cross browser compatibility testing
Have you ever visited a site that seems to have issues, such as content that is out of alignment?
Have you ever wondered exactly why, and if the site owner knows?
Sites that do not display perfectly are probably not "cross-browser compatible." And, no, the developer probably was not aware. A good website developer will use standards that should not lead to web browser display issues, and use tools to determine how sites show in other browser/OS versions; and then additionally, if the source coding that is used seems to need to remain for certain browser versions, then using browser-detects to give different pages to different users based on if there are known issues with a particular browser/OS configuration is the last option.
Here are some things to consider: http://seattlenewmedia.com/faq/why-does-my-website-look-different-on-one-computer-verses-another
So, for example, if you know that you use a technology that does not display well to users of Safari or Internet Explorer or other browser and/or particular OS, then you can decide to either update code to fix issues, or show different pages to those visitors. We do that at Seattle New Media.
But no one is perfect. Because no developer can ever know for sure, it is always recommended to utilize tools to test browser compatibility issues, and then if issues are detected to loop back and make updates.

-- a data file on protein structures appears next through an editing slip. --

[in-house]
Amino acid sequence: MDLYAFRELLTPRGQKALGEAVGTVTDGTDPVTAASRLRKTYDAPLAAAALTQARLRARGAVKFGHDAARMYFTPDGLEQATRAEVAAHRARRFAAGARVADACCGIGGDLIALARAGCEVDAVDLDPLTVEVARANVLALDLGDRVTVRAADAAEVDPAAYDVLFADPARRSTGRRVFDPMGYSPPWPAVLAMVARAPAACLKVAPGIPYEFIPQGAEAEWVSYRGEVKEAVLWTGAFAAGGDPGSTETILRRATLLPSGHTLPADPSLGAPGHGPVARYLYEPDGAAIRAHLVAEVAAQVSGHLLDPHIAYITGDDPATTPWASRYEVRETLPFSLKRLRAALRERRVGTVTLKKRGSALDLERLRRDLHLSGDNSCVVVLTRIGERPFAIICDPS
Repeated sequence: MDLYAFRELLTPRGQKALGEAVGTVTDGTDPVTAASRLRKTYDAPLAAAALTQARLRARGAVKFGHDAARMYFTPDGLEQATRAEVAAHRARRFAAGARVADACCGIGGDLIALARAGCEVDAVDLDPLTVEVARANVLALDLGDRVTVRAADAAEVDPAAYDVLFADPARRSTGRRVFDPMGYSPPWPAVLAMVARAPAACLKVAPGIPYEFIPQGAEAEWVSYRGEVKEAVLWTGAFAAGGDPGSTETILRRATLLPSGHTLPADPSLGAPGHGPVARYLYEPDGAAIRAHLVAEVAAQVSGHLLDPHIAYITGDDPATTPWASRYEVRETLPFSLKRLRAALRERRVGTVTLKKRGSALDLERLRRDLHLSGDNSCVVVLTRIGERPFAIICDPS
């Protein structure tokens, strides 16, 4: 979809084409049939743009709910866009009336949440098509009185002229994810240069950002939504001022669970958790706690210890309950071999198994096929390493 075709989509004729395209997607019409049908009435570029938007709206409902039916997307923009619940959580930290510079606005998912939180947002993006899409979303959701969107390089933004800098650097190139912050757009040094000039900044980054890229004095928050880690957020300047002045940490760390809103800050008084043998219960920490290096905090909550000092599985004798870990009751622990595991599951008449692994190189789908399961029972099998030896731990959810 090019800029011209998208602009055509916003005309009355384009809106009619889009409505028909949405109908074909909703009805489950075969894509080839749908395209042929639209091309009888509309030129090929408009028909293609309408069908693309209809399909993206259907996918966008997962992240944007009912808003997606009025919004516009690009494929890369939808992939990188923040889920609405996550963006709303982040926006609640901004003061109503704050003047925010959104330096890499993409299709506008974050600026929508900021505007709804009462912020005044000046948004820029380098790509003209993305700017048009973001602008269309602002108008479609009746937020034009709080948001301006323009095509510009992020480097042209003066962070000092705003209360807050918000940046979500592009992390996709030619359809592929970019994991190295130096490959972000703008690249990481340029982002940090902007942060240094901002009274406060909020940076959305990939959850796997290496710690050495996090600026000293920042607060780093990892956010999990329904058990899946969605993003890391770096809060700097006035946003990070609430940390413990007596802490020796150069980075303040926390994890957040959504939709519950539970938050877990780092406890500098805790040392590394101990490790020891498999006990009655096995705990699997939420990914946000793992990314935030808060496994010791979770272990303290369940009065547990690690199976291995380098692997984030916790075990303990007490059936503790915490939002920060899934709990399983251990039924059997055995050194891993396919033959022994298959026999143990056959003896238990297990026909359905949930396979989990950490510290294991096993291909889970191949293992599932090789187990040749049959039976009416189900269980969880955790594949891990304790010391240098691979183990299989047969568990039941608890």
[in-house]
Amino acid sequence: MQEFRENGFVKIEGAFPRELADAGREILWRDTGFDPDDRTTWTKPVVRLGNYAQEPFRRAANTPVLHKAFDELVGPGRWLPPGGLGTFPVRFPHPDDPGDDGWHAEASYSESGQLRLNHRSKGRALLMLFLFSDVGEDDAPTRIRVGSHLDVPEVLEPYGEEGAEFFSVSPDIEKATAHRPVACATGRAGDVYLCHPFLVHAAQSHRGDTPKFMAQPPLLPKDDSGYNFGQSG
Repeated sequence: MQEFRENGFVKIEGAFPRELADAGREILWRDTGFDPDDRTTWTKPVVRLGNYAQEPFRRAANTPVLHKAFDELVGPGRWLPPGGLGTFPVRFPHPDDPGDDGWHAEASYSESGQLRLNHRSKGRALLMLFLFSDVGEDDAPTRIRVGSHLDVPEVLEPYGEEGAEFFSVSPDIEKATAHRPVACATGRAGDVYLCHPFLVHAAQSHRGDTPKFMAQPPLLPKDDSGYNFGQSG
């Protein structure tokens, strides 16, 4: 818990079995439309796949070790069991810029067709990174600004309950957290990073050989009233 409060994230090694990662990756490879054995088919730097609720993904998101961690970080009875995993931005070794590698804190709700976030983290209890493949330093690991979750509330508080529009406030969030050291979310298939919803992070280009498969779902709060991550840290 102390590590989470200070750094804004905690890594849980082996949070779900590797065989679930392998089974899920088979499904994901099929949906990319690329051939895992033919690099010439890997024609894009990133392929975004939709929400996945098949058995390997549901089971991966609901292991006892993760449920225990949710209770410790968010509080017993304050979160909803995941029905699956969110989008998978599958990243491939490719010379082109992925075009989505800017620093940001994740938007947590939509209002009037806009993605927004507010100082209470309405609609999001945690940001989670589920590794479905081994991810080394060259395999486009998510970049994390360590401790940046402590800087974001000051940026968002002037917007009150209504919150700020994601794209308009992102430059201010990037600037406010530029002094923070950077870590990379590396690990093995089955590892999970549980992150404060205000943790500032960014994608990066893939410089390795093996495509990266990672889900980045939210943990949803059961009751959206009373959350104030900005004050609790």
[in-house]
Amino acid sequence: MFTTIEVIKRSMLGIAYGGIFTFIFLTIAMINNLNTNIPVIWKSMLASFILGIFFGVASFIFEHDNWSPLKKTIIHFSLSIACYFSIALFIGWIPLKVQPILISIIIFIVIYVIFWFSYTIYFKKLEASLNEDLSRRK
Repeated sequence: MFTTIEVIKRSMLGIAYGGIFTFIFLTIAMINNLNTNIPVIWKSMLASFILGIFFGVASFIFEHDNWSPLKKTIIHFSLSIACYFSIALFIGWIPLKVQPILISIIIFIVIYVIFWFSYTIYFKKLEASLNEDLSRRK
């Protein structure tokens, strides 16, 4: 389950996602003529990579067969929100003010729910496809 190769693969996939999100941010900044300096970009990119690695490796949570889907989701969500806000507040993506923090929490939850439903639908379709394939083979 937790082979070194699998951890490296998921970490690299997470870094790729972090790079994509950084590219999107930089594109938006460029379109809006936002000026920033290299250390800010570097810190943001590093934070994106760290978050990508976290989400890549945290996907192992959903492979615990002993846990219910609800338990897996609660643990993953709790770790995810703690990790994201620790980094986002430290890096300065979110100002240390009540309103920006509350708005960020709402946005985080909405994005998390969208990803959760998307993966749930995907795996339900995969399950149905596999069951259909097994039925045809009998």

Methods that can be used to deal with browser compatibility issues:
- a site feedback form can gain data from users
- viewing site statistics can give hints as to what happens on some pages and for users of certain browsers/OSs
- there are websites or applications that can display a website as it will on other systems
Note: there is not really such a thing as developing sites that are always 100% cross-browser compatible, but best practices can get one close most of the time.
The reason that even if perfect standards are used that a user can see issues is that this user could have installed on his/her computer new applications, or performs other updates, then the browser/OS or other environments change from the factory default. For example, if a user installs some third-party toolbar, then there is also the potential of pages displaying incorrectly for no reason of the developer or the browser used.
Basically, the short of this subject is that those looking to have sites developed should heed the advice to always use the more simple, old-school HTML, rather than the newer technologies *IF* one is concerned; and from a developer's perspective, if we see a particular configuration that browsers do not support well, then we can only troubleshoot that, learn from it, and implement fixes or workarounds for that site.
The latest version of browsers can be found to download for FREE here (in order of popularity):
- microsoft.com/ie (64.64% of users use this browser)
- mozilla.com/firefox (25.30%)
- apple.com/safari (4.30%)
- google.com/chrome (3.19%)
- opera.com/download (1.50%)
- Other (1.12%)
IE for example is also broken down even further into:
(1) IE 8 12.8%, (2) IE 7 14.1%, and (3) IE 6 10.6%
-these numbers are a little out of date now.
check cross browser compatibility